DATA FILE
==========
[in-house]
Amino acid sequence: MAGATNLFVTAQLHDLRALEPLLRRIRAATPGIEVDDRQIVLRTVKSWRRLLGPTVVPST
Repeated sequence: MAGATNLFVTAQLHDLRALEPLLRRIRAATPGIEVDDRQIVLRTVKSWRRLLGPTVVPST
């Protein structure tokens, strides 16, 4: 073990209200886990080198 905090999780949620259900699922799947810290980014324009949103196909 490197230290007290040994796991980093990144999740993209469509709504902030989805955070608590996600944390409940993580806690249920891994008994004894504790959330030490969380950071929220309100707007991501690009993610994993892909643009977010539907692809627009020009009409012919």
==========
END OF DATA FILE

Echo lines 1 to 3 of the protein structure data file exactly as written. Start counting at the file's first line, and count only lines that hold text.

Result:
[in-house]
Amino acid sequence: MAGATNLFVTAQLHDLRALEPLLRRIRAATPGIEVDDRQIVLRTVKSWRRLLGPTVVPST
Repeated sequence: MAGATNLFVTAQLHDLRALEPLLRRIRAATPGIEVDDRQIVLRTVKSWRRLLGPTVVPST